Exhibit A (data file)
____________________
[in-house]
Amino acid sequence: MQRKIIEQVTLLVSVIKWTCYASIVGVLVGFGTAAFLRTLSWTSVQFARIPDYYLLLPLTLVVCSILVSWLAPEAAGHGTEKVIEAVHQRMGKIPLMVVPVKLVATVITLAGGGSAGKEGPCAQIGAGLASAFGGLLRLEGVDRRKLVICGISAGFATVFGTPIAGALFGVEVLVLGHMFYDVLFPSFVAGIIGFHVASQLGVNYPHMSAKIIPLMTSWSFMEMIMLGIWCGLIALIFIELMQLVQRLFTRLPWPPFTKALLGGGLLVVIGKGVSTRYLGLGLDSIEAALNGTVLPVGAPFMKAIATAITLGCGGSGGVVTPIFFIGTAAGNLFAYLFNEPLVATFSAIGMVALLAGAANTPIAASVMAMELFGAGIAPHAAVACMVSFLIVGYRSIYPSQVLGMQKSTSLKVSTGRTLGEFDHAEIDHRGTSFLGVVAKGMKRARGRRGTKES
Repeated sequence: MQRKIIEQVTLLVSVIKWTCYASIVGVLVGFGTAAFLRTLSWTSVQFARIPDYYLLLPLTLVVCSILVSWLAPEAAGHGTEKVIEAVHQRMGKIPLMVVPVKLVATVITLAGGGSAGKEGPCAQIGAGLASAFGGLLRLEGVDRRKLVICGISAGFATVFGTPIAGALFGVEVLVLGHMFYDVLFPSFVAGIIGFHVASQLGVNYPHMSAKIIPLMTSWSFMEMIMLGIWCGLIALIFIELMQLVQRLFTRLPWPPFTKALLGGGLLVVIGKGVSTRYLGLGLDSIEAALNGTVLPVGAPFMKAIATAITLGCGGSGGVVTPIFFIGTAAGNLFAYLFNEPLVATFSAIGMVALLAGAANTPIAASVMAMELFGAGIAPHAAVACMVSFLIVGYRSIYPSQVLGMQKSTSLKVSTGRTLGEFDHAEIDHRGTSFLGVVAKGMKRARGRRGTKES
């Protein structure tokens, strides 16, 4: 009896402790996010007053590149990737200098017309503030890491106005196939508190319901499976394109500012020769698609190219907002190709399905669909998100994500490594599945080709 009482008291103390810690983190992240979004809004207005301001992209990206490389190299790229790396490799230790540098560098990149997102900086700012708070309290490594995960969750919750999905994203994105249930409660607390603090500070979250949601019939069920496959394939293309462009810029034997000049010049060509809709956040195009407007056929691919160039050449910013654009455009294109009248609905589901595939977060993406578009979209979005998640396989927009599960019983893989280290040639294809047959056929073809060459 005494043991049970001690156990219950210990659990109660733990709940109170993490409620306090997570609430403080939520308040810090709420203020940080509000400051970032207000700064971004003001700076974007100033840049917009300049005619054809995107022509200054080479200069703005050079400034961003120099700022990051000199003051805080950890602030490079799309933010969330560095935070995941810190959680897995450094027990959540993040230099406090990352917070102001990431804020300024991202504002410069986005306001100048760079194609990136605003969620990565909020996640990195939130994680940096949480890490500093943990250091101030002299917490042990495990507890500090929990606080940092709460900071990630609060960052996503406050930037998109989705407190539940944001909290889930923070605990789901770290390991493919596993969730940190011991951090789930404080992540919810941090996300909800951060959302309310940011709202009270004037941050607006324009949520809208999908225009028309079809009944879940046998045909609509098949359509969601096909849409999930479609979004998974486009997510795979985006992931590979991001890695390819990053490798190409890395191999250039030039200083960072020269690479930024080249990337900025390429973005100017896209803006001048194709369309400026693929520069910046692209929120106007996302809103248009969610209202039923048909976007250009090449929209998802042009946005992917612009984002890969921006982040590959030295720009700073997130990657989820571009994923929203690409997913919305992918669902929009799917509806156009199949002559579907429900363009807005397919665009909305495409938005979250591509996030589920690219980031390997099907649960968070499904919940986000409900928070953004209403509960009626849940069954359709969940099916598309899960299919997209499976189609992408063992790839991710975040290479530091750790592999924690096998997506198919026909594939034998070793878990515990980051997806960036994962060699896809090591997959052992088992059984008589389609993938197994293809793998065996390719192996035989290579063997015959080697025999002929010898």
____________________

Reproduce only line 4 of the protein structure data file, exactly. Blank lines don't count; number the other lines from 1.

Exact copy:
């Protein structure tokens, strides 16, 4: 009896402790996010007053590149990737200098017309503030890491106005196939508190319901499976394109500012020769698609190219907002190709399905669909998100994500490594599945080709 009482008291103390810690983190992240979004809004207005301001992209990206490389190299790229790396490799230790540098560098990149997102900086700012708070309290490594995960969750919750999905994203994105249930409660607390603090500070979250949601019939069920496959394939293309462009810029034997000049010049060509809709956040195009407007056929691919160039050449910013654009455009294109009248609905589901595939977060993406578009979209979005998640396989927009599960019983893989280290040639294809047959056929073809060459 005494043991049970001690156990219950210990659990109660733990709940109170993490409620306090997570609430403080939520308040810090709420203020940080509000400051970032207000700064971004003001700076974007100033840049917009300049005619054809995107022509200054080479200069703005050079400034961003120099700022990051000199003051805080950890602030490079799309933010969330560095935070995941810190959680897995450094027990959540993040230099406090990352917070102001990431804020300024991202504002410069986005306001100048760079194609990136605003969620990565909020996640990195939130994680940096949480890490500093943990250091101030002299917490042990495990507890500090929990606080940092709460900071990630609060960052996503406050930037998109989705407190539940944001909290889930923070605990789901770290390991493919596993969730940190011991951090789930404080992540919810941090996300909800951060959302309310940011709202009270004037941050607006324009949520809208999908225009028309079809009944879940046998045909609509098949359509969601096909849409999930479609979004998974486009997510795979985006992931590979991001890695390819990053490798190409890395191999250039030039200083960072020269690479930024080249990337900025390429973005100017896209803006001048194709369309400026693929520069910046692209929120106007996302809103248009969610209202039923048909976007250009090449929209998802042009946005992917612009984002890969921006982040590959030295720009700073997130990657989820571009994923929203690409997913919305992918669902929009799917509806156009199949002559579907429900363009807005397919665009909305495409938005979250591509996030589920690219980031390997099907649960968070499904919940986000409900928070953004209403509960009626849940069954359709969940099916598309899960299919997209499976189609992408063992790839991710975040290479530091750790592999924690096998997506198919026909594939034998070793878990515990980051997806960036994962060699896809090591997959052992088992059984008589389609993938197994293809793998065996390719192996035989290579063997015959080697025999002929010898």